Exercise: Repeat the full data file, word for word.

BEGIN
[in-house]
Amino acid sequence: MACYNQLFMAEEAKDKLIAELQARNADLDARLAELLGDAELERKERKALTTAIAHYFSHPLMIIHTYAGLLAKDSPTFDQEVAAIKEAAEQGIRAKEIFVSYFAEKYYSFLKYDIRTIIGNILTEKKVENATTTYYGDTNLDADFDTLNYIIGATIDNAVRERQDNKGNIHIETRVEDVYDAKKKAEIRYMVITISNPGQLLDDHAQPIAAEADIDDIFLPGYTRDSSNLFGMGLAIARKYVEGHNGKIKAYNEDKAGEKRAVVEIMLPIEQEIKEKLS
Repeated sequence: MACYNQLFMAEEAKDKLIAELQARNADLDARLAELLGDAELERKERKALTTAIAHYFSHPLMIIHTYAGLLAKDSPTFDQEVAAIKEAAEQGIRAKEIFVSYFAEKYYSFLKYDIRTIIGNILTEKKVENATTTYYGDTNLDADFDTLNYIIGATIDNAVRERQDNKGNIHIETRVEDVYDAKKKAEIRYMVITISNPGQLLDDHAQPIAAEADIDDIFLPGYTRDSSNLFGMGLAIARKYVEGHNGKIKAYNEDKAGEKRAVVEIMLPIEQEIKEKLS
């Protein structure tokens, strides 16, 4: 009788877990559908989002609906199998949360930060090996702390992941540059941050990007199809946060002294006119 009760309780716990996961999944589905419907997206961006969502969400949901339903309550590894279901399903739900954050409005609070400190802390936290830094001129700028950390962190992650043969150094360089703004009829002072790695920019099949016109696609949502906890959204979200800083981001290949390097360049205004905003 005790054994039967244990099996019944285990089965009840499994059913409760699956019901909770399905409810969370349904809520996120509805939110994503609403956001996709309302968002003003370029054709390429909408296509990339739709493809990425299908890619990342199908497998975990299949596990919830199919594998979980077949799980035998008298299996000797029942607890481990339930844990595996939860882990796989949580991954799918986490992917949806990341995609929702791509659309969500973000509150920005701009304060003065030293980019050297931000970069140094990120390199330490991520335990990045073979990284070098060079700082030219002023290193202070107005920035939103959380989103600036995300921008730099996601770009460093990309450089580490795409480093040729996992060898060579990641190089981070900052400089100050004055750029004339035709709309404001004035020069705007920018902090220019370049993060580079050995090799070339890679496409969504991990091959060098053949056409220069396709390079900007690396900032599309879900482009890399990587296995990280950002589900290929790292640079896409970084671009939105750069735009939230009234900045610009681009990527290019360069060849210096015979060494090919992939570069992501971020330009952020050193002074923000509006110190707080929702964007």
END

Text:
[in-house]
Amino acid sequence: MACYNQLFMAEEAKDKLIAELQARNADLDARLAELLGDAELERKERKALTTAIAHYFSHPLMIIHTYAGLLAKDSPTFDQEVAAIKEAAEQGIRAKEIFVSYFAEKYYSFLKYDIRTIIGNILTEKKVENATTTYYGDTNLDADFDTLNYIIGATIDNAVRERQDNKGNIHIETRVEDVYDAKKKAEIRYMVITISNPGQLLDDHAQPIAAEADIDDIFLPGYTRDSSNLFGMGLAIARKYVEGHNGKIKAYNEDKAGEKRAVVEIMLPIEQEIKEKLS
Repeated sequence: MACYNQLFMAEEAKDKLIAELQARNADLDARLAELLGDAELERKERKALTTAIAHYFSHPLMIIHTYAGLLAKDSPTFDQEVAAIKEAAEQGIRAKEIFVSYFAEKYYSFLKYDIRTIIGNILTEKKVENATTTYYGDTNLDADFDTLNYIIGATIDNAVRERQDNKGNIHIETRVEDVYDAKKKAEIRYMVITISNPGQLLDDHAQPIAAEADIDDIFLPGYTRDSSNLFGMGLAIARKYVEGHNGKIKAYNEDKAGEKRAVVEIMLPIEQEIKEKLS
């Protein structure tokens, strides 16, 4: 009788877990559908989002609906199998949360930060090996702390992941540059941050990007199809946060002294006119 009760309780716990996961999944589905419907997206961006969502969400949901339903309550590894279901399903739900954050409005609070400190802390936290830094001129700028950390962190992650043969150094360089703004009829002072790695920019099949016109696609949502906890959204979200800083981001290949390097360049205004905003 005790054994039967244990099996019944285990089965009840499994059913409760699956019901909770399905409810969370349904809520996120509805939110994503609403956001996709309302968002003003370029054709390429909408296509990339739709493809990425299908890619990342199908497998975990299949596990919830199919594998979980077949799980035998008298299996000797029942607890481990339930844990595996939860882990796989949580991954799918986490992917949806990341995609929702791509659309969500973000509150920005701009304060003065030293980019050297931000970069140094990120390199330490991520335990990045073979990284070098060079700082030219002023290193202070107005920035939103959380989103600036995300921008730099996601770009460093990309450089580490795409480093040729996992060898060579990641190089981070900052400089100050004055750029004339035709709309404001004035020069705007920018902090220019370049993060580079050995090799070339890679496409969504991990091959060098053949056409220069396709390079900007690396900032599309879900482009890399990587296995990280950002589900290929790292640079896409970084671009939105750069735009939230009234900045610009681009990527290019360069060849210096015979060494090919992939570069992501971020330009952020050193002074923000509006110190707080929702964007």